Along with announcing the trains timings and issuing warnings on crossing railway tracks, railway authorities in Mumbai also remind people to refrain from littering and encourage them to use public toilets and keeping the stations clean. To stop the slum dwellers from throwing the household garbage on the tracks, the CR has also started to construct boundary walls.
Public Toilets On Railway Platforms
There is a total of 76 Toilet blocks in WR. 173 toilet seats and 495 urinals are for men, 142 toilets seats for women and 49 are for the disabled between Churchgate and Dahanu. As for the CR, there are 77 stations and 175 toilet blocks.
When NDTV team conducted an inspection of toilets on railway platforms, we found two problems that were common between these toilets and the other public toilets across the city. One of them was the condition of public toilets. Despite charging a nominal amount to use the toilet, the toilets were ill-maintained and lacked basic facilities. The female section of the toilet on Marine Lines station had no electricity. While toilets on crowded stations like Lower Parel, Borivali and Churchgate had a stink. One of the reasons cited by the caretaker at one of the stations was the lack of cleaning detergent available. She said that using water to clean the 4-6 toilets used by hundreds of users daily was not enough.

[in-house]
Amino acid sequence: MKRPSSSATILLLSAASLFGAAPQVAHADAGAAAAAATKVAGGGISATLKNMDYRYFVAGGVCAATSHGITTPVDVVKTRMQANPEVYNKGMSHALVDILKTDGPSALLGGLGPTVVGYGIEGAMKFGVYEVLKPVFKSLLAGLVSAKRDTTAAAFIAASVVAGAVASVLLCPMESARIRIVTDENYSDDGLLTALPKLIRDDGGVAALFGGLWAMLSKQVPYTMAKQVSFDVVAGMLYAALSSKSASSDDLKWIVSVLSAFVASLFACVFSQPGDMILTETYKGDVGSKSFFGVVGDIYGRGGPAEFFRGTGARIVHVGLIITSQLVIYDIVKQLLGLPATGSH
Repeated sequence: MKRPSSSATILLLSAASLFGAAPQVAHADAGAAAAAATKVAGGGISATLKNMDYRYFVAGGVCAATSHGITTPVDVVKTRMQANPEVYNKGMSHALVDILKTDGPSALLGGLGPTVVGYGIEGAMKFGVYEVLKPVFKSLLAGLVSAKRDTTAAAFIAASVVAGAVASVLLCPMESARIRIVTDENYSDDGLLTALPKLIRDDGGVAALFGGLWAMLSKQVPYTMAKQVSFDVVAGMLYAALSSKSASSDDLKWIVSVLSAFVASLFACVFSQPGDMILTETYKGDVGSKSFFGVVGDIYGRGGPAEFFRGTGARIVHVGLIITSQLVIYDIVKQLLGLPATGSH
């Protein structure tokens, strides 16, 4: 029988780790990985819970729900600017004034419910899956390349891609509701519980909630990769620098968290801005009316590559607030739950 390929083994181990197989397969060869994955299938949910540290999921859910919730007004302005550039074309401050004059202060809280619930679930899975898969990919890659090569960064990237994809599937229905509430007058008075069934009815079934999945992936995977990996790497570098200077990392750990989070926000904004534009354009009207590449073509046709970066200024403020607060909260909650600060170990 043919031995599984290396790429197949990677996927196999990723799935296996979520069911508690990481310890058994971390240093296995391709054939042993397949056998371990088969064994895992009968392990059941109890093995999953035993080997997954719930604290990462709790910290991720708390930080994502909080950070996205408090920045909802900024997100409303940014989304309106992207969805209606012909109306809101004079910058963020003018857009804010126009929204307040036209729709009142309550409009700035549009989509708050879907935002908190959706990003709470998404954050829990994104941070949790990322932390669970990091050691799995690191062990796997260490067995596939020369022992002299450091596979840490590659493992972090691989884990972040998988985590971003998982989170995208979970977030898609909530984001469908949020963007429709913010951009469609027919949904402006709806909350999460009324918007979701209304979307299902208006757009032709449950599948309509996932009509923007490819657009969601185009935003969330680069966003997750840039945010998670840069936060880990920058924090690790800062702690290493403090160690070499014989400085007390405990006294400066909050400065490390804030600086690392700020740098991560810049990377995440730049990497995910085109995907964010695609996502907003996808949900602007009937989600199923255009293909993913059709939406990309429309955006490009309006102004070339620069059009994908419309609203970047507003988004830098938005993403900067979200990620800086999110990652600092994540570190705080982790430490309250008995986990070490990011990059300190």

Overuse of toilets and long queues were also listed as problems by the commuters.
I avoid using the toilet on Churchgate station where my office is and on Goregaon station where my house is, as a provision of a clean toilet is available at both places. However, once I urgently wanted to use a toilet and I had to wait for five minutes for my turn at the Churchgate station. I paid for the urinal but on going inside I couldn’t bear the smell and I decided not to use it, says Jatin Pillai, an IT professional.
The railway authorities on their part said that maintenance of most toilets is outsourced to private agencies. To keep a check on their activities, the authorities introduced WhatsApp numbers where people can lodge a complaint and send images of the dirty toilets. The WhatsApp number for WR is 9004499773, while people on CR can report on 9987645307.
On an average, WR gets 3-4 complaints daily and based on that the authorities take an action on the private agencies.